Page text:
Given that Tech A got something of an ear-bashing from both of us, he was both understanding and very helpful and arranged for us to see one of the EP registrars. After we repeated our ear-bashing to him, he in turn tried to arrange for us to see Dr B.
Dr B was apparently in theatre so eventually, we were seen by Dr N, the same consultant who had seen Ann before her discharge the previous Saturday and told us of the non-existent atrial ectopics.
To be fair to him, he listened patiently to our account of the recent past and he apologised first for providing another erroneous diagnosis and then on behalf of the department for the dreadful experience Ann had suffered over the preceding 5 months. He was with us for about 45 minutes and allowed us to vent at him without interruption. Writing this account may not be very cathartic but venting at Dr N that day was cathartic as hell. I can’t tell you how much better I felt to have the opportunity to finally fire both barrels at the department. I don’t believe we had been given an apology by cardiology before or since and it was genuinely appreciated. In due course, he arranged for us to see Dr B at his clinic the following morning.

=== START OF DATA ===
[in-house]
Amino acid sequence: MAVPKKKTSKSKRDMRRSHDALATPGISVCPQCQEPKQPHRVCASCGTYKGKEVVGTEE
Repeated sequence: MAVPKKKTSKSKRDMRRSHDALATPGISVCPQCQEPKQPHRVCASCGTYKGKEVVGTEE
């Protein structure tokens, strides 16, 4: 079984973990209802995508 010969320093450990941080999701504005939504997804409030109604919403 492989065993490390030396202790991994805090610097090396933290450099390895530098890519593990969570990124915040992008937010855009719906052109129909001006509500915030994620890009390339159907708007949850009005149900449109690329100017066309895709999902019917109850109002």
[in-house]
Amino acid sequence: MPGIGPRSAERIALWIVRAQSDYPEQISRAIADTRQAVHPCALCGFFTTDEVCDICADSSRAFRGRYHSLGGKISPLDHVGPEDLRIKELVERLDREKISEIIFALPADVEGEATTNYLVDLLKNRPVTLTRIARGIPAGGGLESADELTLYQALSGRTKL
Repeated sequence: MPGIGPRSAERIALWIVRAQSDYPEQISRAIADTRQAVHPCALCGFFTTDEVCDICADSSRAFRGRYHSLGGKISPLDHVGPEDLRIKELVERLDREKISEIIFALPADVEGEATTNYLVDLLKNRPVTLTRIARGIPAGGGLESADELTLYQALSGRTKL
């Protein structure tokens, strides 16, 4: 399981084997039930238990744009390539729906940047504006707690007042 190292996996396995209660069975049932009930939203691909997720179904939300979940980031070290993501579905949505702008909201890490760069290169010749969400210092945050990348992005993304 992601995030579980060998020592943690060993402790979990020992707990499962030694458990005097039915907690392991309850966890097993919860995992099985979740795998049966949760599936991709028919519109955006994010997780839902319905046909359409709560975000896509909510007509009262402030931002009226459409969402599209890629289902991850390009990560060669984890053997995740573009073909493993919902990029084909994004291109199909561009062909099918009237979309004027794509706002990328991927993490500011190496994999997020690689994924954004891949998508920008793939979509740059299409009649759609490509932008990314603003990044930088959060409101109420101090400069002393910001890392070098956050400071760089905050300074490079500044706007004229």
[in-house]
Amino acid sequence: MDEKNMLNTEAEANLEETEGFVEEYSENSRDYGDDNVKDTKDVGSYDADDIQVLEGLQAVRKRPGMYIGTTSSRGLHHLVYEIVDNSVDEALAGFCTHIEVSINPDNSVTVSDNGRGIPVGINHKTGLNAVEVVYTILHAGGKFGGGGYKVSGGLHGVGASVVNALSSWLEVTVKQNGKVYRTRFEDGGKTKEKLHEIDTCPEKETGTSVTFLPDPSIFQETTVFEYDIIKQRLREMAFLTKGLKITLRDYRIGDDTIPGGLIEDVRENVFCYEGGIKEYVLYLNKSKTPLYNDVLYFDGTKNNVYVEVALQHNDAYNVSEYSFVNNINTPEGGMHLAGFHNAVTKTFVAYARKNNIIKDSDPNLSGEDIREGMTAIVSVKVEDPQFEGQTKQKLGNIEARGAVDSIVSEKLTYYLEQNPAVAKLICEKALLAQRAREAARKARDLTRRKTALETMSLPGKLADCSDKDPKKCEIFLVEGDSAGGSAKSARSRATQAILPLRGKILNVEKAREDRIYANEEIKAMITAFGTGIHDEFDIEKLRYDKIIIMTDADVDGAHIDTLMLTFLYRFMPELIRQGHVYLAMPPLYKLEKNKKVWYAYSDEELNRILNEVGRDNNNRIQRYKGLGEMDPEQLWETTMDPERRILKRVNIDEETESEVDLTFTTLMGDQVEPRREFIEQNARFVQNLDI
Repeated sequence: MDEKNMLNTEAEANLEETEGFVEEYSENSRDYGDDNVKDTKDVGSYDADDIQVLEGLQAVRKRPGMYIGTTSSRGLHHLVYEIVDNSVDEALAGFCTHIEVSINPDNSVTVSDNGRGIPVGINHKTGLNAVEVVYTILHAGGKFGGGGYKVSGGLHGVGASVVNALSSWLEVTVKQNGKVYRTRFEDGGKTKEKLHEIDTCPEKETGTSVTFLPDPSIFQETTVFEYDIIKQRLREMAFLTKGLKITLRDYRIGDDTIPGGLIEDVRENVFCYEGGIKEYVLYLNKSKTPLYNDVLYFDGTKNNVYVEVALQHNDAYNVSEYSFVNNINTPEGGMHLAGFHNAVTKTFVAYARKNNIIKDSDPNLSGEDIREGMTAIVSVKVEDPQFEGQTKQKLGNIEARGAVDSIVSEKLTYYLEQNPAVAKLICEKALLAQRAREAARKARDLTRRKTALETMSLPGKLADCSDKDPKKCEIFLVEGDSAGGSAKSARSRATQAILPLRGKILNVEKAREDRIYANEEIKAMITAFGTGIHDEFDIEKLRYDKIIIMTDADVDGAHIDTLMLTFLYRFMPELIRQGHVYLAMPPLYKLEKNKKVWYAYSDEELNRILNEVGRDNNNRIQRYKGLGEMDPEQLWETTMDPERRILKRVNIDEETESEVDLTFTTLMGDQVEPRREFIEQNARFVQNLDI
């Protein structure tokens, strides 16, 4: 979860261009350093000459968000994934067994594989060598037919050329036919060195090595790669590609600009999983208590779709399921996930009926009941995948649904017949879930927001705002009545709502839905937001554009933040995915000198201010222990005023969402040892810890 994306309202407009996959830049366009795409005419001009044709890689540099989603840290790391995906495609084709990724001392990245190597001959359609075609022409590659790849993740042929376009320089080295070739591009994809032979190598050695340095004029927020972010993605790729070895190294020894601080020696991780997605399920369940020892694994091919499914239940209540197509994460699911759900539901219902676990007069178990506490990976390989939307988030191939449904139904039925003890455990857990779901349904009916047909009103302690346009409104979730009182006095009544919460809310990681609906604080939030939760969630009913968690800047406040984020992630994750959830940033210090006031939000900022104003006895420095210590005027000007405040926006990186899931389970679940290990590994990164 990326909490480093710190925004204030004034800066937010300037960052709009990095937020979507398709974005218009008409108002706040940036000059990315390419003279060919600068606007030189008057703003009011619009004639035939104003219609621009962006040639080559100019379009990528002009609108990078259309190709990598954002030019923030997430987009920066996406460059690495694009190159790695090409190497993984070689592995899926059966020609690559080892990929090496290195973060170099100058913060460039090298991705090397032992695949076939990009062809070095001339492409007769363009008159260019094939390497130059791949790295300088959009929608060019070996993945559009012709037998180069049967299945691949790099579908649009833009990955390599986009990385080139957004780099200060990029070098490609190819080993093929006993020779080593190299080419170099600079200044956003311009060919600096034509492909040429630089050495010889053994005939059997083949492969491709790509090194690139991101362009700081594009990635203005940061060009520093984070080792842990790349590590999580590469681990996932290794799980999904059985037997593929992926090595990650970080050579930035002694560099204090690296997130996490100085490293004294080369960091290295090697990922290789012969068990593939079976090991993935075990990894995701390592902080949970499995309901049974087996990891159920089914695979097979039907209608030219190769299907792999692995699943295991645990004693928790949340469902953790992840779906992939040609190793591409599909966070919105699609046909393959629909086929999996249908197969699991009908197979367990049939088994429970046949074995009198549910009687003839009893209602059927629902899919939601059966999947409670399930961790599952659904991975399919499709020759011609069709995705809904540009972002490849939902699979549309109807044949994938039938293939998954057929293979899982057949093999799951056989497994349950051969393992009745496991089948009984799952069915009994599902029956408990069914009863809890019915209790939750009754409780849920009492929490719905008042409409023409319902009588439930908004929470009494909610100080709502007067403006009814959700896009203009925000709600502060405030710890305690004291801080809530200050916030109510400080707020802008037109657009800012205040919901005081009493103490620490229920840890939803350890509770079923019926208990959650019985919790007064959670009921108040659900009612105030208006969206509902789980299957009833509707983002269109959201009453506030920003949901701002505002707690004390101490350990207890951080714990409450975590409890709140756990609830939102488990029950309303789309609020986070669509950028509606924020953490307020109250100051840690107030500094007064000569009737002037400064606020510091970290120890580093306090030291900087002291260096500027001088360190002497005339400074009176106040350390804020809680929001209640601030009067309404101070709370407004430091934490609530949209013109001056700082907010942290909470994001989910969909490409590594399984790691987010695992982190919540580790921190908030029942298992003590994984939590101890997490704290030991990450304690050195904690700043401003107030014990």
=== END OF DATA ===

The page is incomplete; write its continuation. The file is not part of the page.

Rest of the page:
So, on Wednesday morning, we arrived early for Dr B’s clinic and were seen promptly.
Dr B suggested that Ann wear a Holter monitor for a period before her next appointment so there was a more detailed picture of what was happening. Ann explained that she had worn one for 7 days last time and it had recorded nothing at all out of the ordinary, only for her to be rushed to hospital by ambulance the very next day suffering from dangerous arrhythmia. It was therefore agreed that arrangements would be made for Ann to wear a monitor for 14 days. We were very satisfied with that. 14 days would mean that there was a very good chance that the monitor would capture whatever was going on.
As I recall, we did not spend much time talking about the terrible pain that Ann was suffering. At this time, it was only a few days since the surgery and the assumption was that it would subside in due course. How wrong we were.